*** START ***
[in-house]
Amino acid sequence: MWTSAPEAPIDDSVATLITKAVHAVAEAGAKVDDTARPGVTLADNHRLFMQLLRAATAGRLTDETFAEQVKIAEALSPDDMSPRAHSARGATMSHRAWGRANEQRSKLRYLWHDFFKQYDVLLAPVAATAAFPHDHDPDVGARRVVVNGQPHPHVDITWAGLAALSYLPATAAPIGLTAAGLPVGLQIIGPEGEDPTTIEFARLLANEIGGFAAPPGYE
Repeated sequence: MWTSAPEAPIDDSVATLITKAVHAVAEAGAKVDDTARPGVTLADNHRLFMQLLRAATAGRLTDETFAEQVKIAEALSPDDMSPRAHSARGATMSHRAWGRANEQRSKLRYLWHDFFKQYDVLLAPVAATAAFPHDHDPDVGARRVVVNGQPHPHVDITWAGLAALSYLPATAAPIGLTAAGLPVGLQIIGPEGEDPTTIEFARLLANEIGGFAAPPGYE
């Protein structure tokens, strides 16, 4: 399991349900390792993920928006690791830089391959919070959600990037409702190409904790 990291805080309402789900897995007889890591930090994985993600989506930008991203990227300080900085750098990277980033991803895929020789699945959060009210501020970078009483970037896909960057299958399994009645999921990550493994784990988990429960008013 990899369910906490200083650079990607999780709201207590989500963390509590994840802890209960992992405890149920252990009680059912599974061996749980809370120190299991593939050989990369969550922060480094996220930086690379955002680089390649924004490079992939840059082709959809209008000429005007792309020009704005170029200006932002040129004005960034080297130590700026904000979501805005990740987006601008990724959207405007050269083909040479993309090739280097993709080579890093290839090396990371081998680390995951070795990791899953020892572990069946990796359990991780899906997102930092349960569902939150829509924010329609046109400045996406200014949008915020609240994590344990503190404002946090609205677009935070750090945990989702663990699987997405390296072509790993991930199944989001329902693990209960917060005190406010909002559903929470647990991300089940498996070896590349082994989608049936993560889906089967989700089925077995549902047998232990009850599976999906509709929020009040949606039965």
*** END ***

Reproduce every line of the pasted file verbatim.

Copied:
[in-house]
Amino acid sequence: MWTSAPEAPIDDSVATLITKAVHAVAEAGAKVDDTARPGVTLADNHRLFMQLLRAATAGRLTDETFAEQVKIAEALSPDDMSPRAHSARGATMSHRAWGRANEQRSKLRYLWHDFFKQYDVLLAPVAATAAFPHDHDPDVGARRVVVNGQPHPHVDITWAGLAALSYLPATAAPIGLTAAGLPVGLQIIGPEGEDPTTIEFARLLANEIGGFAAPPGYE
Repeated sequence: MWTSAPEAPIDDSVATLITKAVHAVAEAGAKVDDTARPGVTLADNHRLFMQLLRAATAGRLTDETFAEQVKIAEALSPDDMSPRAHSARGATMSHRAWGRANEQRSKLRYLWHDFFKQYDVLLAPVAATAAFPHDHDPDVGARRVVVNGQPHPHVDITWAGLAALSYLPATAAPIGLTAAGLPVGLQIIGPEGEDPTTIEFARLLANEIGGFAAPPGYE
């Protein structure tokens, strides 16, 4: 399991349900390792993920928006690791830089391959919070959600990037409702190409904790 990291805080309402789900897995007889890591930090994985993600989506930008991203990227300080900085750098990277980033991803895929020789699945959060009210501020970078009483970037896909960057299958399994009645999921990550493994784990988990429960008013 990899369910906490200083650079990607999780709201207590989500963390509590994840802890209960992992405890149920252990009680059912599974061996749980809370120190299991593939050989990369969550922060480094996220930086690379955002680089390649924004490079992939840059082709959809209008000429005007792309020009704005170029200006932002040129004005960034080297130590700026904000979501805005990740987006601008990724959207405007050269083909040479993309090739280097993709080579890093290839090396990371081998680390995951070795990791899953020892572990069946990796359990991780899906997102930092349960569902939150829509924010329609046109400045996406200014949008915020609240994590344990503190404002946090609205677009935070750090945990989702663990699987997405390296072509790993991930199944989001329902693990209960917060005190406010909002559903929470647990991300089940498996070896590349082994989608049936993560889906089967989700089925077995549902047998232990009850599976999906509709929020009040949606039965």